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Paint the stairways green? Hmmmm.

December 20, 2012 Leave a comment

As you will have read from my blog entries concerning my thesis, the stairways of Lima installed under the Castaneda administration were an iconic yellow, color of his political party. I proposed in the thesis that the incumbent mayorship whose political party color was green would benefit from the stiching or weaving together of stairways through the use of architectural programs at times painted green. A compliment rather than replacement. The result is sadly below.

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For the full article:

http://diariocorreo.pe/ultimas/noticias/764472/pintan-de-color-verde-villaran-escaleras-y

 

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The Kingspan Generation: L. Michael Lu

December 15, 2012 4 comments

Architecture for the Public Good

Architecture has the inherent ability to move people. For my Master of Architecture + Master of Urban Design theses, I became enthralled with the notion that design for the most vulnerable sectors of society is a cause worth basing a career upon. For this study, the project was located at the juncture between two poverty stricken districts of Metropolitan Lima: San Juan de Miraflores and Villa Maria El Triunfo. These districts had been physically divided for decades through the installation of a commuter rail system designed to integrate peripheral Lima to the city core. The result was miles of impassable walls.

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In the 1990s, then Mayor Luis Castaneda, invested a great deal of financial and political capitol in the hillsides of Lima’s periphery. Thousands of the city’s most marginalized are resigned to live on treacherous slopes in houses built from found objects. Switchbacks and paths made by the people snaked down through one shanty community to the next to reach the city streets below. His solution was simple: create stairways. In one effective and uncomplicated move his administration integrated the city above to the city below.

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For the thesis, I proposed what I considered a next logical step: build upon existing infrastructure to integrate rather than separate communities. As the stairways ran vertically down the slopes, I would design horizontally connecting stairway to stairway bringing much needed amenities typically found in the city below, up to the level of the people.

Generation Kingspan Competition: Philanthropic Design

The design of the Kingspan manufacturing facility and corporate headquarters was intended to be mixed-use AND mixed-income. Yes, I considered it plausible for a large corporation like Kingspan to plan along with its fixed program of uses, a section of the site dedicated to mixed income housing in downtown Phoenix.  Sustainability for me extended beyond the simply physical. True, design the built form to mitigate impacts to environment and yes lower energy use and footprint. But, in addition, dedicate a portion of the budget for those with lesser means.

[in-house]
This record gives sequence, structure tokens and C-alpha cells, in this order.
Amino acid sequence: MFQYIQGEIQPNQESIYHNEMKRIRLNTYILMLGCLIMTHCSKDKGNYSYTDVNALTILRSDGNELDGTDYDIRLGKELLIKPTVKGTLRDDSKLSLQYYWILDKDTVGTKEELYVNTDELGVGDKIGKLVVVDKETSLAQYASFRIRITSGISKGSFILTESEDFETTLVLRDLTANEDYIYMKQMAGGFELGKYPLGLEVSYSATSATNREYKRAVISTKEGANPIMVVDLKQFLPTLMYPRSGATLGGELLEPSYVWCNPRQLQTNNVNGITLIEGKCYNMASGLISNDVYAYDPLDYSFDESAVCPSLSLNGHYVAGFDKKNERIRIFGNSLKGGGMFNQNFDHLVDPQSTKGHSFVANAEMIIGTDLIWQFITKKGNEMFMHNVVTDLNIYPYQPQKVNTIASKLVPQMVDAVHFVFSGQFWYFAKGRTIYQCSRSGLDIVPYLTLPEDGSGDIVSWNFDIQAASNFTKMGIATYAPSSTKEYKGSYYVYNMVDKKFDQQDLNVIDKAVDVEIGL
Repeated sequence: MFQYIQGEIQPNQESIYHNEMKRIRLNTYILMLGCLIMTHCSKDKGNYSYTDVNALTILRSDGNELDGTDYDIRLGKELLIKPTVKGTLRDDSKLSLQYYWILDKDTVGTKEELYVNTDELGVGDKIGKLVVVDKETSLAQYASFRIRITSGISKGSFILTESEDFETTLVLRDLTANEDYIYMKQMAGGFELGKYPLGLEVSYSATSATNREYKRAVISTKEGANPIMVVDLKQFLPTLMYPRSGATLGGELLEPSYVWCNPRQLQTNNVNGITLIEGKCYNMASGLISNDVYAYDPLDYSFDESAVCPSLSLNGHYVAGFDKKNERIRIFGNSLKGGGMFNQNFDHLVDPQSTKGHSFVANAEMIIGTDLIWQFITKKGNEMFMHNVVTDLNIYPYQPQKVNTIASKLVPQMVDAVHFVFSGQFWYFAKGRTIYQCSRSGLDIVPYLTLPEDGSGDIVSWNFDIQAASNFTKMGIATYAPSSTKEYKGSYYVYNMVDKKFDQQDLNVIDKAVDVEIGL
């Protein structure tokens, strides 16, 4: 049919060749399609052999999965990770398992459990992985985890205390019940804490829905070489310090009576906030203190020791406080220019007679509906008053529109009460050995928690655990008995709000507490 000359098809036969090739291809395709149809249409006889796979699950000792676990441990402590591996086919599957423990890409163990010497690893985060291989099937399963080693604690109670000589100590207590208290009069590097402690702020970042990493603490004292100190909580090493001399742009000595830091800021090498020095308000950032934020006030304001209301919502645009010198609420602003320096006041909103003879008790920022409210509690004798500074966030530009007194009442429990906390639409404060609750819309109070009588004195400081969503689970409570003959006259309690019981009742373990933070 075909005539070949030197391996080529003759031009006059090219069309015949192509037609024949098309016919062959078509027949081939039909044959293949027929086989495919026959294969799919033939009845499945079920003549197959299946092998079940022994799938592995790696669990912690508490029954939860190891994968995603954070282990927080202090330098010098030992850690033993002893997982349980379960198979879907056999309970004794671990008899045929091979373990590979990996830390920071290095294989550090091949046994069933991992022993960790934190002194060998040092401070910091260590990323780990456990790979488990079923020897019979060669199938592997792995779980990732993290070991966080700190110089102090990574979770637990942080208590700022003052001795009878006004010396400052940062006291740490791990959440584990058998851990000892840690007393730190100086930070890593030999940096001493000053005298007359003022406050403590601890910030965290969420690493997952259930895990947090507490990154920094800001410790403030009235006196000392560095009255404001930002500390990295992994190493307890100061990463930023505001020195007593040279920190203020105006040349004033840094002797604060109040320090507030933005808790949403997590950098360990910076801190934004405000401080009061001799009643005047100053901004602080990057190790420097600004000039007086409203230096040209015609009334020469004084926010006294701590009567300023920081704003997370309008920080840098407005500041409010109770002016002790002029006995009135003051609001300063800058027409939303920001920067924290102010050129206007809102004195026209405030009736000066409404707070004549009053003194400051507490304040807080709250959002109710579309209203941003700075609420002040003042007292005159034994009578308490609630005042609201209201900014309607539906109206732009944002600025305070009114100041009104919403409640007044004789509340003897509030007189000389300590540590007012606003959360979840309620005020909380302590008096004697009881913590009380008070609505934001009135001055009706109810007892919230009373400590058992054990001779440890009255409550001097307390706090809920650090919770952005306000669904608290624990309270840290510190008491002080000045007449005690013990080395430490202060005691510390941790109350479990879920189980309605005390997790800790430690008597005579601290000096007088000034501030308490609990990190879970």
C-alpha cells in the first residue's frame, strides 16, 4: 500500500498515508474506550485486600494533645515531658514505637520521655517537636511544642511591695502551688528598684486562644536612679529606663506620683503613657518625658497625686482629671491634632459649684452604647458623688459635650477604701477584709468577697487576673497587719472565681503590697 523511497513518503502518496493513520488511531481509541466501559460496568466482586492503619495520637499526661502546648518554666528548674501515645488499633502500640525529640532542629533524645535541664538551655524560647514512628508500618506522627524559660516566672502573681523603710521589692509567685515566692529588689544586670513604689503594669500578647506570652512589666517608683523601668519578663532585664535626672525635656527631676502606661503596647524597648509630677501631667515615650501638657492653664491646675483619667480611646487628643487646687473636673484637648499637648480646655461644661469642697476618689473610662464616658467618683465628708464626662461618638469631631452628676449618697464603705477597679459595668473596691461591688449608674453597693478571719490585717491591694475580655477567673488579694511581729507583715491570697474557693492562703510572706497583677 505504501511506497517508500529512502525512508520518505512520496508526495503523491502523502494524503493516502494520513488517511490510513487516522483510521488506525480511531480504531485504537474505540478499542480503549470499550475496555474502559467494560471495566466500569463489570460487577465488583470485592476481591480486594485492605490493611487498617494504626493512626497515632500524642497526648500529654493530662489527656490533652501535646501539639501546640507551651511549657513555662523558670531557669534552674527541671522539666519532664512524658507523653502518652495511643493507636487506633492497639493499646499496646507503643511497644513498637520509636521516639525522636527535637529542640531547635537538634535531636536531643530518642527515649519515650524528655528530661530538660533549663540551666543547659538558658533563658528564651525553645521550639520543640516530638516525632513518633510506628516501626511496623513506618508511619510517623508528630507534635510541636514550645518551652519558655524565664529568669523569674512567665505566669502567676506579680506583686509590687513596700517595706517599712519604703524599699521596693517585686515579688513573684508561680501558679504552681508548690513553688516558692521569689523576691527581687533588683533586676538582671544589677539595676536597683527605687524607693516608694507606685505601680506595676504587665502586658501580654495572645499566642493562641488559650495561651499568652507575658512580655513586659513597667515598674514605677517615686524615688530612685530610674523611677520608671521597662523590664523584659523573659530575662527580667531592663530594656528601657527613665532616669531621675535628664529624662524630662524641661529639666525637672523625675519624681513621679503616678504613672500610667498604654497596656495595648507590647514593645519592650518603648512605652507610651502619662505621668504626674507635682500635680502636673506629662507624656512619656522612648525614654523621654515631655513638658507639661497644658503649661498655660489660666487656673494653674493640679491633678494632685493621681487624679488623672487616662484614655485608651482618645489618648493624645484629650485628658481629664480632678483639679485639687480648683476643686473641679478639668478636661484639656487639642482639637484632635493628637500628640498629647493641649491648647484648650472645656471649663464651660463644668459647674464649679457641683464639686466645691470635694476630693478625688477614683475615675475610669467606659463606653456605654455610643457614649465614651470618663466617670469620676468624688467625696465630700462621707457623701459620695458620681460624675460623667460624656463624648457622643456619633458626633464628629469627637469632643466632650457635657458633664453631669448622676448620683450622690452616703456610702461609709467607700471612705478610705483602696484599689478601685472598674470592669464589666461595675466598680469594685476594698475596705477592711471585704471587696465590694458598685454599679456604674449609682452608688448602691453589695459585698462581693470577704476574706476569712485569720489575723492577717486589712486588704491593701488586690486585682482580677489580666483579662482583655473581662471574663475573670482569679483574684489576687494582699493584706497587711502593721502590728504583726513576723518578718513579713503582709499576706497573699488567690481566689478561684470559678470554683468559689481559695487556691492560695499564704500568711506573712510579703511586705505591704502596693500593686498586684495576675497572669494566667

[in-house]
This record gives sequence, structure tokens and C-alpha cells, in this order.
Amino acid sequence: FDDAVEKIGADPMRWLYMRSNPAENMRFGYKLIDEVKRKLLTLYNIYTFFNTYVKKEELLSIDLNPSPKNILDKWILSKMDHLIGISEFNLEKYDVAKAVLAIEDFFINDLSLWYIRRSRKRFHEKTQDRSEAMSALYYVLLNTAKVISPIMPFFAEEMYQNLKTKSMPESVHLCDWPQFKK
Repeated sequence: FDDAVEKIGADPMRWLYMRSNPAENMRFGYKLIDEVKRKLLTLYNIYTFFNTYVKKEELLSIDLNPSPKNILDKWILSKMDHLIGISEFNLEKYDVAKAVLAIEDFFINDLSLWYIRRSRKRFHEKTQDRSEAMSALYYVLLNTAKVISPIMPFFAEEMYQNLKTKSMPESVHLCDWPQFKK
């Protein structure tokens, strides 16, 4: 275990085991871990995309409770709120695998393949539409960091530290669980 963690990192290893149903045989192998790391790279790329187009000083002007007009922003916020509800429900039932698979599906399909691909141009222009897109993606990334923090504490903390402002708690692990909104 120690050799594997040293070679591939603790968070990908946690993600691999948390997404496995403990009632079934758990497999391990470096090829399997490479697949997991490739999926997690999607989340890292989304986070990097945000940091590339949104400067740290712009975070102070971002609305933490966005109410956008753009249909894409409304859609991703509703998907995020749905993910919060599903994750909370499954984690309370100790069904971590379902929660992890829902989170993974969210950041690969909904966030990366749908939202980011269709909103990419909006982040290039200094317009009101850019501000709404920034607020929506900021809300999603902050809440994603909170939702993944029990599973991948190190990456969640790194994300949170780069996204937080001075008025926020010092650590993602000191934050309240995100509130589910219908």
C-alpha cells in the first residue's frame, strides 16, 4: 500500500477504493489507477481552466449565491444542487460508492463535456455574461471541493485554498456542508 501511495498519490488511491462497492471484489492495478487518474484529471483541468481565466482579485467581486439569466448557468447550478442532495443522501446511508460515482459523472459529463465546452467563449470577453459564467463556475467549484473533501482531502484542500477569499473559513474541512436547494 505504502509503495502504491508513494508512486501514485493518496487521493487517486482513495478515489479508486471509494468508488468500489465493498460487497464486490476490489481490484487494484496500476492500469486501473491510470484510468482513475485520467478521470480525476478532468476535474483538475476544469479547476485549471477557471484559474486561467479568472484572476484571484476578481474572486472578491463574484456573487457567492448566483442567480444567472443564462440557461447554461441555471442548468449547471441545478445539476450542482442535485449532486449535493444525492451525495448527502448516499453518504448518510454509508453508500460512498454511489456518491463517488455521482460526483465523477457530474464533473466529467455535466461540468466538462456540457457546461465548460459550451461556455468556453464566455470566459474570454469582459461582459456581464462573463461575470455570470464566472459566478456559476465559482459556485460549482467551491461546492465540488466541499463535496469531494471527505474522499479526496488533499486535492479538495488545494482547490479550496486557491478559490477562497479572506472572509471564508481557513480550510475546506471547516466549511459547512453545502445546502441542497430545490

As a participant in now many design competitions I thought to myself, do I really need the money? Having lived and worked in Peru for years as an archaeologist, and witnessing first-hand the poverty that exists in developing nations, would the prize money impact my life for the better? I felt strongly that money for nothing would more appropriately serve those who more desperately need it.

I won the social vote using a quite simple and selfless method: I offered the prize money in exchange for votes to a hospital in a rural sector of Peru with limited means. A group of doctors were planning to buy medical equipment for the Hospital Regional Guillermo Diaz de la Vega located in Abancay which has the highest incidence of poverty in the country. I approached the doctors explaining my design and the process of winning and they agreed that my choice to donate the prize to their cause was worth their own efforts. Medical school students, teachers, friends and family rallied together to vote for someone they never knew personally, only knowing that he was a son of Peru willing to give back to a country that formed his career. They voted on an idea and on a philosophy rather than a design based in Phoenix, Arizona. The result was uncanny. Thousands of votes poured in from all over the world now interested in a simple design that made waves across the globe. Everyone was now competing together for the same cause, provide the first eye care facility this region of Peru had ever known. My contribution began with images on paper forged from years of education in design and sustainability. The result was giving the marginalized an opportunity to see.

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Now, in these final days of the year I encourage you, the reader, to remember those less fortunate. That even in competition never compromise your ideals. Yes, we could all use the money to buy a laptop, pay-off student loans, or purchase any number of perishables, but what if we, an emerging generation of professionals were to truly design for the public good and live by it? We can indeed affect change in the world and extend our hand to those in need through design. I know. I lived it.

Thank you Peru for your unending support and hope.

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